CLEVELAND: One of Mike Brown’s points of emphasis this season has been getting the guards to help in rebounding. The results thus far have been mixed.
Jarrett Jack grabbed nine rebounds in a win against the Los Angeles Clippers and four other times has grabbed at least five rebounds, but is averaging 2.8 per game — his lowest total in three seasons. Kyrie Irving is averaging 3.1 rebounds, down from his first two years in the league, while Dion Waiters’ average of 3.2 is up significantly from last season (2.4).
Waiters’ figures shouldn’t be a surprise. Given his athleticism and upper body strength, Brown believes Waiters should average between five and six rebounds a game.
“Coach has been on Dion’s [butt] about rebounding,” Jack said.
Brown wants the guards positioned around the free-throw line and “elbow” any time an opponent’s shot goes up, particularly against teams that shoot a lot of 3-pointers. Long shots tend to create long rebounds that carom back to the free-throw line. When guards sink below that, they’re mixed in with the big men and of no use. When they drift beyond the free-throw line, they’re out of position as well.
“If you leak out, you’ll be a terrible defensive rebounding team or you won’t be able to run much because they’ll be getting second shots and scoring,” Brown said. “We want to make sure our guys understand our areas of responsibility when it comes to rebounding and try to cover those areas really well for us so we don’t get beat on any long rebounds or 50/50 balls that are bouncing outside the paint.”
The Cavs were crushed in rebounding by the Portland Trail Blazers in part because the guards were often out of position and creeping toward the restricted area instead of staying close to the free-throw line, Brown said. That’s not to put all the rebounding woes on the guards, however, because Brown said the big men were out of position at times, too.
But by staying where they should defensively, the Cavs can create nights like the win against the Clippers when Irving, Waiters and Jack combined for 18 rebounds. Of course, it’s all about getting the right rebounds. Brown said a guard can grab five rebounds a night, but it’s the one he misses late in the fourth quarter that can cost a game.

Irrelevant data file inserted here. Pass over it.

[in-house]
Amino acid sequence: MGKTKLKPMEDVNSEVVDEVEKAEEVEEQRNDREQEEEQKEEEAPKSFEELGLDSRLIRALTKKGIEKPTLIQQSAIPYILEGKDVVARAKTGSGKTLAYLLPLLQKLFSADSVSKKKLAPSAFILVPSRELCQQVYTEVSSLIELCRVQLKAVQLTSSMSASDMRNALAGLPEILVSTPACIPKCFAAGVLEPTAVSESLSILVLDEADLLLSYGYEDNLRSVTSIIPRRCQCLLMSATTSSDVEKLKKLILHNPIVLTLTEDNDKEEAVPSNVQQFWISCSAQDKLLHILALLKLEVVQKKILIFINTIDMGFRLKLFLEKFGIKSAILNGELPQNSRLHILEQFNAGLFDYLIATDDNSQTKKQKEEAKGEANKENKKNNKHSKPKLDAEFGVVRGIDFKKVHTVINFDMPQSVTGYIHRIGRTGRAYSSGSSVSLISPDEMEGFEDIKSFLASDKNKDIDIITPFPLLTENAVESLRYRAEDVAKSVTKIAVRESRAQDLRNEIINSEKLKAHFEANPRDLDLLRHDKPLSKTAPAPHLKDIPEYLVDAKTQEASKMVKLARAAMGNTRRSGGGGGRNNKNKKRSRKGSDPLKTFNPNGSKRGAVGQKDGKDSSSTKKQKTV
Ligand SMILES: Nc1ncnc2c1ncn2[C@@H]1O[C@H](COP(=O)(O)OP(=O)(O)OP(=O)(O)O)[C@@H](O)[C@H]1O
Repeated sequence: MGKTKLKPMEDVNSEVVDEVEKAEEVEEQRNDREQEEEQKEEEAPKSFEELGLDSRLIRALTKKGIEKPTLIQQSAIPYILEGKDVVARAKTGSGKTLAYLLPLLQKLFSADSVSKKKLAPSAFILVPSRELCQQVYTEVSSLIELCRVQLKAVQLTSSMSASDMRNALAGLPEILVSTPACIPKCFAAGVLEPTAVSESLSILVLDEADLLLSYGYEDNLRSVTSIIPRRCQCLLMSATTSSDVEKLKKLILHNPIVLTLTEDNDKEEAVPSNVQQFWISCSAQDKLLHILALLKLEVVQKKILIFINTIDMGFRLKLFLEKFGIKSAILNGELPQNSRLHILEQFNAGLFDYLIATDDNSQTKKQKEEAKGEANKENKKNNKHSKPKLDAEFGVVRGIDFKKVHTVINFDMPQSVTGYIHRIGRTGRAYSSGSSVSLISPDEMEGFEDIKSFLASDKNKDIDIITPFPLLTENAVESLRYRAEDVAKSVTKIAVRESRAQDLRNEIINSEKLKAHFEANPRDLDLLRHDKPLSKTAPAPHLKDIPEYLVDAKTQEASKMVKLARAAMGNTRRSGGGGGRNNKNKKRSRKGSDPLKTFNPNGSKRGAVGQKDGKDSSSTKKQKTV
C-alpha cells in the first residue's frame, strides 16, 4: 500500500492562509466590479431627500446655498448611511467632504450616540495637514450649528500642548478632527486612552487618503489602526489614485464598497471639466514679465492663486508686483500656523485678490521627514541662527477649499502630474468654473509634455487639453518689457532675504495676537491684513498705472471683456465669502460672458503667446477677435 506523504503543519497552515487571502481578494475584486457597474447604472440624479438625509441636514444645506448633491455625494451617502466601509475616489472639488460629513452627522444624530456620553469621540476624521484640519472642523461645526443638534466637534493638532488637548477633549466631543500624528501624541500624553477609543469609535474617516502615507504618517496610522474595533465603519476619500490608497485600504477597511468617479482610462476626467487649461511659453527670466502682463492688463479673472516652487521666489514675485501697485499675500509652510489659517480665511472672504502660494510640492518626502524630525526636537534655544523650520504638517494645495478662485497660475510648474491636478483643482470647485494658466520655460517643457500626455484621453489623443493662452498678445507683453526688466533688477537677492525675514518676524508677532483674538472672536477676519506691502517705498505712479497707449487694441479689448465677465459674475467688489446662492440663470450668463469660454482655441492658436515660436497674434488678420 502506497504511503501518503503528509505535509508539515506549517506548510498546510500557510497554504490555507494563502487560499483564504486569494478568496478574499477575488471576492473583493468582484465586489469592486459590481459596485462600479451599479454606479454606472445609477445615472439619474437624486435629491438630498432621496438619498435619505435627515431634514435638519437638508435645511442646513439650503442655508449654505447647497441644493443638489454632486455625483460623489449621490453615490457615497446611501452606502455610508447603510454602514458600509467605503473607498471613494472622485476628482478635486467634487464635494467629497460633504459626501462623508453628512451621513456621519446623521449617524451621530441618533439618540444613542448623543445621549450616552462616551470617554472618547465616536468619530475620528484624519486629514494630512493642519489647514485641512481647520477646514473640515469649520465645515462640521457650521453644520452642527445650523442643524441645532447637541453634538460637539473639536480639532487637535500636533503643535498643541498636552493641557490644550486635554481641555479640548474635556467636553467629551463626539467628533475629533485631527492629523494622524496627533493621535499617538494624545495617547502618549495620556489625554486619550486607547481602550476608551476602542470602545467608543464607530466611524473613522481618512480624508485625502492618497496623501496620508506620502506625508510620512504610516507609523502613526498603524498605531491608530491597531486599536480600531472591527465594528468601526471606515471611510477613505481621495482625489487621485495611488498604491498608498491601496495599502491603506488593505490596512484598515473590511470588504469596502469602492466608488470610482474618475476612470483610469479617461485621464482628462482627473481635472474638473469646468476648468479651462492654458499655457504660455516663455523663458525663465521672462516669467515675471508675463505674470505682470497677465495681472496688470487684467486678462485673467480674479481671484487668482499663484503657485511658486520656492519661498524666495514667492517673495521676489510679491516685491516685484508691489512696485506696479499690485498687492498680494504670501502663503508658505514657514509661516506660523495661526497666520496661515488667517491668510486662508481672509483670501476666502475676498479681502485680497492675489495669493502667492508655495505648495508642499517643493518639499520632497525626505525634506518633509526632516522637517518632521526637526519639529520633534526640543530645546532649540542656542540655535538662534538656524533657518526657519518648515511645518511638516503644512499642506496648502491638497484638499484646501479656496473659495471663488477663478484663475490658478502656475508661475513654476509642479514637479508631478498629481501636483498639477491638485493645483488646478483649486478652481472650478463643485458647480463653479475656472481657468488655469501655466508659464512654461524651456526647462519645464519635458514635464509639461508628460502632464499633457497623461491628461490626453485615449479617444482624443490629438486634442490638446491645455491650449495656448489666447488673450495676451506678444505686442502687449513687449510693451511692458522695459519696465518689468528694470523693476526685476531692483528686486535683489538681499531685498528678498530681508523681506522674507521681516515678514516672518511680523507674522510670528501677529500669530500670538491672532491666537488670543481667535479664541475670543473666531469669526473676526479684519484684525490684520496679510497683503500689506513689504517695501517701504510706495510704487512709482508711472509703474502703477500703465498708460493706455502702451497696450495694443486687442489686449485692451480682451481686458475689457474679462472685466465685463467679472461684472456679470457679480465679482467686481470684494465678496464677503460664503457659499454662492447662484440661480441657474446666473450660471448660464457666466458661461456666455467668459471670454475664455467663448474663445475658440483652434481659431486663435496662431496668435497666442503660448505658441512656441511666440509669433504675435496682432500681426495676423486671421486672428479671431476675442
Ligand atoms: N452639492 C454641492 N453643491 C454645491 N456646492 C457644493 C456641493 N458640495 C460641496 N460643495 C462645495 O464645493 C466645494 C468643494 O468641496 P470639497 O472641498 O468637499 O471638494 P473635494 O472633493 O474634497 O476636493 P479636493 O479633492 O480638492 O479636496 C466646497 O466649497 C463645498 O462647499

“There are times we give up a big rebound in that area and it may not impact their stat line,” Brown said. “They may still get four or five rebounds, but it can impact the game because it’s a possession we could’ve gotten if we would’ve boxed out and rebounded the area we needed to correctly.”
Brown was so astonished when a Milwaukee reporter pronounced Bucks rookie Giannis Antetokounmpo’s name correctly while asking a question that Brown stopped and applauded before answering.
Antetokounmpo, the Bucks’ first-round pick last summer (15th overall) commonly known as the “Greek freak,” was inserted into the Bucks’ starting lineup this week. At 19 years and 12 days old, he is the youngest player to start a game in Bucks history and the youngest player in the NBA to start since Andrew Bynum was 19 years, 4 days old when he started for the Los Angeles Lakers.
Brown got a long look at Antetokounmpo last summer when he attended Tim Grgurich’s camp in Las Vegas.
“He looked like he’s going to be a special talent,” Brown said. “Watching him on film, you just see the potential. He’s a 6-9 point guard or point forward that is extremely athletic, plays with a lot of energy and is very long. He has a lot of intelligence, a great feel for the game. He’s just going to get better, which is scary.”
The Cavs entered Friday as the league’s second-highest scoring team since Dec. 2 (110.3 points) … The Cavs’ reserves are averaging 40.2 points, fourth-best in the NBA. … Irving entered Friday averaging 27 points per game against the Bucks, his highest mark against any opponent in the NBA.
Jason Lloyd can be reached at email@example.com. Read the Cavs blog at http://www.ohio.com/cavs. Follow him on Twitter http://www.twitter.com/JasonLloydABJ. Follow ABJ sports on Facebook at http://www.facebook.com/sports.abj.